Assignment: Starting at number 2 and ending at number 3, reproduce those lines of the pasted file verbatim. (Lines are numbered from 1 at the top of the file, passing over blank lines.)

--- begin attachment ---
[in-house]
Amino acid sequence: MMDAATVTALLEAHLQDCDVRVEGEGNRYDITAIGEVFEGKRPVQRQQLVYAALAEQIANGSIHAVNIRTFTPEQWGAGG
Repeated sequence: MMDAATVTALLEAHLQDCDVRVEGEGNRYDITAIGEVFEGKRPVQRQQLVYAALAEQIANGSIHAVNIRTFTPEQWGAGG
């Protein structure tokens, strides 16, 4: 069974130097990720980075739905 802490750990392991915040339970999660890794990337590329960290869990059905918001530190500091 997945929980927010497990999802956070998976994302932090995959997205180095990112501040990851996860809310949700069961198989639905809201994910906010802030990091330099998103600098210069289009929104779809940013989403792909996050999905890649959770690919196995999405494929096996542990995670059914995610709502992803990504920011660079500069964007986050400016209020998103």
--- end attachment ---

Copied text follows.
Amino acid sequence: MMDAATVTALLEAHLQDCDVRVEGEGNRYDITAIGEVFEGKRPVQRQQLVYAALAEQIANGSIHAVNIRTFTPEQWGAGG
Repeated sequence: MMDAATVTALLEAHLQDCDVRVEGEGNRYDITAIGEVFEGKRPVQRQQLVYAALAEQIANGSIHAVNIRTFTPEQWGAGG